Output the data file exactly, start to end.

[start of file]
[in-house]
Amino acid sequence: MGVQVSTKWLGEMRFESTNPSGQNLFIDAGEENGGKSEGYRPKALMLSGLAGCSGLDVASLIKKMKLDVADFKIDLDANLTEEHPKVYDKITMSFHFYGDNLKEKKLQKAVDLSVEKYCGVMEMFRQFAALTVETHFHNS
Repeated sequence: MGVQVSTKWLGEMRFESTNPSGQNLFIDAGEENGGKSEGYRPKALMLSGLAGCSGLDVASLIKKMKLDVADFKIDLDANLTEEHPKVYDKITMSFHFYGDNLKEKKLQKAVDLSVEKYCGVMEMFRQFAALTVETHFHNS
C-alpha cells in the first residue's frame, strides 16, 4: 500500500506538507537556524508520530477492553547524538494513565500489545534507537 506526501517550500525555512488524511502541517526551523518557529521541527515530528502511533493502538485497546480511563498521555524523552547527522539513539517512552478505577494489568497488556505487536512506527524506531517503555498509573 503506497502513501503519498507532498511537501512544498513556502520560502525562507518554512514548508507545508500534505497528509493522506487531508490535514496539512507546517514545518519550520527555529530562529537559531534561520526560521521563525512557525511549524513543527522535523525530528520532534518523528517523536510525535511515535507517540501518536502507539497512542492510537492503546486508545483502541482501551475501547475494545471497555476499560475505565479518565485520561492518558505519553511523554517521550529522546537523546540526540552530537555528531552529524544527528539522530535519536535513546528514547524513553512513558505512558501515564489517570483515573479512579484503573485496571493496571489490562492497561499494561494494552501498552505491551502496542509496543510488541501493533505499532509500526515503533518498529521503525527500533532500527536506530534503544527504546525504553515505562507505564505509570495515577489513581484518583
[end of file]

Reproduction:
[in-house]
Amino acid sequence: MGVQVSTKWLGEMRFESTNPSGQNLFIDAGEENGGKSEGYRPKALMLSGLAGCSGLDVASLIKKMKLDVADFKIDLDANLTEEHPKVYDKITMSFHFYGDNLKEKKLQKAVDLSVEKYCGVMEMFRQFAALTVETHFHNS
Repeated sequence: MGVQVSTKWLGEMRFESTNPSGQNLFIDAGEENGGKSEGYRPKALMLSGLAGCSGLDVASLIKKMKLDVADFKIDLDANLTEEHPKVYDKITMSFHFYGDNLKEKKLQKAVDLSVEKYCGVMEMFRQFAALTVETHFHNS
C-alpha cells in the first residue's frame, strides 16, 4: 500500500506538507537556524508520530477492553547524538494513565500489545534507537 506526501517550500525555512488524511502541517526551523518557529521541527515530528502511533493502538485497546480511563498521555524523552547527522539513539517512552478505577494489568497488556505487536512506527524506531517503555498509573 503506497502513501503519498507532498511537501512544498513556502520560502525562507518554512514548508507545508500534505497528509493522506487531508490535514496539512507546517514545518519550520527555529530562529537559531534561520526560521521563525512557525511549524513543527522535523525530528520532534518523528517523536510525535511515535507517540501518536502507539497512542492510537492503546486508545483502541482501551475501547475494545471497555476499560475505565479518565485520561492518558505519553511523554517521550529522546537523546540526540552530537555528531552529524544527528539522530535519536535513546528514547524513553512513558505512558501515564489517570483515573479512579484503573485496571493496571489490562492497561499494561494494552501498552505491551502496542509496543510488541501493533505499532509500526515503533518498529521503525527500533532500527536506530534503544527504546525504553515505562507505564505509570495515577489513581484518583